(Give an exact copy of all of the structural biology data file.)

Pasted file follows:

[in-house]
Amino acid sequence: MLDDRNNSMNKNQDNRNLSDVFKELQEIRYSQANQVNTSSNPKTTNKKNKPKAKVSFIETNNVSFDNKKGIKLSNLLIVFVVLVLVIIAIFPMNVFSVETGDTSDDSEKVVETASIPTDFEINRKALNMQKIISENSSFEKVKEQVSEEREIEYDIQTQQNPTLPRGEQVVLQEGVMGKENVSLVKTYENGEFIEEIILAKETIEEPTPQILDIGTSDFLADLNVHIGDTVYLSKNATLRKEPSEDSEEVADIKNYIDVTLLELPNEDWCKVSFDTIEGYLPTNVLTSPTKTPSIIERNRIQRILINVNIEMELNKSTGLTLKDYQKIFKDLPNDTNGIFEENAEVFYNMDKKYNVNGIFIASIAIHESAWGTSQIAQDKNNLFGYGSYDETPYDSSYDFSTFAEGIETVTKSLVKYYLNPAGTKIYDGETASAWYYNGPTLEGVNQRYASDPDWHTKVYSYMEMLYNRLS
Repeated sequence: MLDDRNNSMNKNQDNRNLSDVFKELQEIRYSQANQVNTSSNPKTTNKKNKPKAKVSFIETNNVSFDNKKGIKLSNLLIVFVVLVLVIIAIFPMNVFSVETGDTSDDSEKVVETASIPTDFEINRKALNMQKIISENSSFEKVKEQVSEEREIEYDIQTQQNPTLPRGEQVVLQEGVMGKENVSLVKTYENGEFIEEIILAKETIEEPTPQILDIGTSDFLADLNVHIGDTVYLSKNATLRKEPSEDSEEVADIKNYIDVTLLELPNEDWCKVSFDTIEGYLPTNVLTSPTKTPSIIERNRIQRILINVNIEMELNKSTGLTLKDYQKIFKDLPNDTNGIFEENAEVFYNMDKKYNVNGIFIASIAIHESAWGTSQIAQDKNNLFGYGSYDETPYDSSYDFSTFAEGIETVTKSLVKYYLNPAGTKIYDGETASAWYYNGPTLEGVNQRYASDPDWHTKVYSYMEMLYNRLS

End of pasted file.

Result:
[in-house]
Amino acid sequence: MLDDRNNSMNKNQDNRNLSDVFKELQEIRYSQANQVNTSSNPKTTNKKNKPKAKVSFIETNNVSFDNKKGIKLSNLLIVFVVLVLVIIAIFPMNVFSVETGDTSDDSEKVVETASIPTDFEINRKALNMQKIISENSSFEKVKEQVSEEREIEYDIQTQQNPTLPRGEQVVLQEGVMGKENVSLVKTYENGEFIEEIILAKETIEEPTPQILDIGTSDFLADLNVHIGDTVYLSKNATLRKEPSEDSEEVADIKNYIDVTLLELPNEDWCKVSFDTIEGYLPTNVLTSPTKTPSIIERNRIQRILINVNIEMELNKSTGLTLKDYQKIFKDLPNDTNGIFEENAEVFYNMDKKYNVNGIFIASIAIHESAWGTSQIAQDKNNLFGYGSYDETPYDSSYDFSTFAEGIETVTKSLVKYYLNPAGTKIYDGETASAWYYNGPTLEGVNQRYASDPDWHTKVYSYMEMLYNRLS
Repeated sequence: MLDDRNNSMNKNQDNRNLSDVFKELQEIRYSQANQVNTSSNPKTTNKKNKPKAKVSFIETNNVSFDNKKGIKLSNLLIVFVVLVLVIIAIFPMNVFSVETGDTSDDSEKVVETASIPTDFEINRKALNMQKIISENSSFEKVKEQVSEEREIEYDIQTQQNPTLPRGEQVVLQEGVMGKENVSLVKTYENGEFIEEIILAKETIEEPTPQILDIGTSDFLADLNVHIGDTVYLSKNATLRKEPSEDSEEVADIKNYIDVTLLELPNEDWCKVSFDTIEGYLPTNVLTSPTKTPSIIERNRIQRILINVNIEMELNKSTGLTLKDYQKIFKDLPNDTNGIFEENAEVFYNMDKKYNVNGIFIASIAIHESAWGTSQIAQDKNNLFGYGSYDETPYDSSYDFSTFAEGIETVTKSLVKYYLNPAGTKIYDGETASAWYYNGPTLEGVNQRYASDPDWHTKVYSYMEMLYNRLS